ASA 124th Meeting New Orleans 1992 October

1pPP9. The proportion-of-total variance (PTV) rule for the discrimination of auditory patterns.

Robert A. Lutfi

Dept. of Commun. Disord. and Waisman Center, Univ. of Wisconsin, Madison, WI 53706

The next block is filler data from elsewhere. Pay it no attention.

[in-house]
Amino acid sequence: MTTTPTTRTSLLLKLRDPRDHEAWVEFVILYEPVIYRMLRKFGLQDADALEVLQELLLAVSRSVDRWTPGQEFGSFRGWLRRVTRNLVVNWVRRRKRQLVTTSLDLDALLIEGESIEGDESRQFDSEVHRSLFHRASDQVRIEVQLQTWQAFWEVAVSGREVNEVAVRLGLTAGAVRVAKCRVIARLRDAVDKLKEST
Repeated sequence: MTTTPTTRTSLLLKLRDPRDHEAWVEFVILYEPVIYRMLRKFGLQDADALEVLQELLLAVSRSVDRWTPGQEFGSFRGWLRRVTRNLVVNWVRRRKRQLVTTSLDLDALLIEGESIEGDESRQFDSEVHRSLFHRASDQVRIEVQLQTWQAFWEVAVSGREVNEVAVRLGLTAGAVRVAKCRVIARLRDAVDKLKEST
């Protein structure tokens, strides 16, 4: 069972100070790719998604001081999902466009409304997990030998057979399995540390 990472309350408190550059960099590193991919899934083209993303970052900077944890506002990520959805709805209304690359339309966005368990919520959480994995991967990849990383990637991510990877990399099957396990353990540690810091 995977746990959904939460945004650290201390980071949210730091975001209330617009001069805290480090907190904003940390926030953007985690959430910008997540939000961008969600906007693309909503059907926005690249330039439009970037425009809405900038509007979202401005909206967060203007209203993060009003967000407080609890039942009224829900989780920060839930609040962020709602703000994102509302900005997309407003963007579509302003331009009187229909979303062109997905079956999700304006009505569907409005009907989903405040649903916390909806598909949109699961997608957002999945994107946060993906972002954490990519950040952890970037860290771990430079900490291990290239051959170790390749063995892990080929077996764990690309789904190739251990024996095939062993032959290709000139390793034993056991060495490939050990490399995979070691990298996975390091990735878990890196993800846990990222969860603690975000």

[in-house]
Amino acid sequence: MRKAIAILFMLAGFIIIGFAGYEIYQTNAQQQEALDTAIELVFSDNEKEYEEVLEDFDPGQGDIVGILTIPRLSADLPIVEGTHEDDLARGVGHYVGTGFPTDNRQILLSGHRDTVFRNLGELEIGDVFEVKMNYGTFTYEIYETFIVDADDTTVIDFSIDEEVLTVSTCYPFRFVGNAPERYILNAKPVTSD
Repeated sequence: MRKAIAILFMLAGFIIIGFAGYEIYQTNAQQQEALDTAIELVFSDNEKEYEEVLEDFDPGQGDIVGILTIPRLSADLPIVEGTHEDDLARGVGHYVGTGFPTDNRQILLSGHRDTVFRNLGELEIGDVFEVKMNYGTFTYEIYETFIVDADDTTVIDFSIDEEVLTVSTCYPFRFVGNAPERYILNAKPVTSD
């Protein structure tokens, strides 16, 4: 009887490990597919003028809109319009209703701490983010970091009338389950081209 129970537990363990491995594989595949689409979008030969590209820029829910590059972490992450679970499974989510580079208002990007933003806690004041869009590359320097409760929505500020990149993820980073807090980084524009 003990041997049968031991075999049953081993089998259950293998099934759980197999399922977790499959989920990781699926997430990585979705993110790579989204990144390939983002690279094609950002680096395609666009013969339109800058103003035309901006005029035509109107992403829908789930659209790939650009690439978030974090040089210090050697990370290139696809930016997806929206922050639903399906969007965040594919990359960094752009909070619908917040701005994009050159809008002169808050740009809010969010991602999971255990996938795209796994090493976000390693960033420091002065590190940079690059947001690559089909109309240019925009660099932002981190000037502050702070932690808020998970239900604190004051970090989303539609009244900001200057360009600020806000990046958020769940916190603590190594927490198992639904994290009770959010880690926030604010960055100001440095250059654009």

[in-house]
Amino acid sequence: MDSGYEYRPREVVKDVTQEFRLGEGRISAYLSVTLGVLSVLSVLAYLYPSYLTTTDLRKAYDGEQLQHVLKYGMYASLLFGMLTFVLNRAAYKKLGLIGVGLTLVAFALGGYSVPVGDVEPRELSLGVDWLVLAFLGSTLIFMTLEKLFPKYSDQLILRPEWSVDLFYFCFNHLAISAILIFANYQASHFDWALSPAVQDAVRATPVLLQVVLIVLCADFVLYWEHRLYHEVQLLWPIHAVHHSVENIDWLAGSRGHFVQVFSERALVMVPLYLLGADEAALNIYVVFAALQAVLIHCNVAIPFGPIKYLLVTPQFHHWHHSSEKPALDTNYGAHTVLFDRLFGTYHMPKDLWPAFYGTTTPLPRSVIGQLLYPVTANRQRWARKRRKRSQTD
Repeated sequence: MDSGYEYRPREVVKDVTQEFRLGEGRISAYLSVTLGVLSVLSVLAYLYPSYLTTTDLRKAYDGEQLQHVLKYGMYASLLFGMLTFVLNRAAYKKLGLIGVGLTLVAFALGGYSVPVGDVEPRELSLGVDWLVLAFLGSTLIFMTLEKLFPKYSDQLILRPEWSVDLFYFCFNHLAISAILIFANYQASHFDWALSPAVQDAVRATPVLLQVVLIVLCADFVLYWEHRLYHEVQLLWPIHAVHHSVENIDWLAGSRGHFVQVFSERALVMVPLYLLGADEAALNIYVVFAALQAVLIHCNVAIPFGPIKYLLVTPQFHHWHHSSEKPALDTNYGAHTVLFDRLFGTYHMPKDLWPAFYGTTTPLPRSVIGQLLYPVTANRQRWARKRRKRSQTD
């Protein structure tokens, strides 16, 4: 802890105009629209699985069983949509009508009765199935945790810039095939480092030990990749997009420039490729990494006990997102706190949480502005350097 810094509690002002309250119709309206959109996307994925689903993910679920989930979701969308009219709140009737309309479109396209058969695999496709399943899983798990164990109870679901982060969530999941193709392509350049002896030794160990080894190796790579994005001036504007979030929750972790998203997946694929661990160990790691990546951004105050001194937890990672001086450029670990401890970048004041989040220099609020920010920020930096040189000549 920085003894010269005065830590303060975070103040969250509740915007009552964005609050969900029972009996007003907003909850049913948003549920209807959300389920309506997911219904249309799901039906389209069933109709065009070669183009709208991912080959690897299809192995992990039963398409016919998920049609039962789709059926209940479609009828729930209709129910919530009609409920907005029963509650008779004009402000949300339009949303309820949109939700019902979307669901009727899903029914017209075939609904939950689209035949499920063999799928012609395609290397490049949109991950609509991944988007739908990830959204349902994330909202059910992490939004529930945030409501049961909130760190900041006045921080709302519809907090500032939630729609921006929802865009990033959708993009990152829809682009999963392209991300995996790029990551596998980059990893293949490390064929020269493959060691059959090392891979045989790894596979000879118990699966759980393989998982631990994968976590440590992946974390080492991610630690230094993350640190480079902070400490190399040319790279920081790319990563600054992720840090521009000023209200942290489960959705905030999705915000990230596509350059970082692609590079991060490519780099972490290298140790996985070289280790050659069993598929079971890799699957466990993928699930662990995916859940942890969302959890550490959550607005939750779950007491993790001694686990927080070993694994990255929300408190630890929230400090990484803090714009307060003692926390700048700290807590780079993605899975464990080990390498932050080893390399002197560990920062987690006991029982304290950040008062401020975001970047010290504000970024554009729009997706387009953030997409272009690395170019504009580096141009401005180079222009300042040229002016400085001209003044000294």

Recently, Kidd and Watson [J. Acoust. Soc. Am. (to be published)] identified what appears to be a rule of auditory perception that governs the detectability of changes in components of unfamiliar tone sequences. According to the proportion-of-total-duration (PTD) rule, each individual component of a random sequence of tones is resolved with an accuracy that is a function of its proportion of the total duration of the sequence. In the present paper, the PTD rule is shown to be an incident of a more general phenomenon governing the perception of tone sequences previously reported by Lutfi [J. Acoust. Soc. Am. 91, 3391--3401 (1992)]. The general rule may be stated as follows: each component of a random sequence is resolved with an accuracy that is a function of its proportion of the total variance (PTV) in the sequence. The generality of the PTV rule is supported by three observations: the PTV rule predicts a PTD effect but the reverse is not true; the PTV rule predicts the effects of number and duration of targets in the data of Kidd and Watson where, in both cases, the PTD rule fails; and the PTV rule describes behavior consistent with a broad class of ideal detectors in auditory pattern discrimination tasks. It seems that the PTV rule reflects a general property of auditory analysis wherein the perception of an auditory pattern is dominated by it's most variable features. [Work supported by NIDCD.]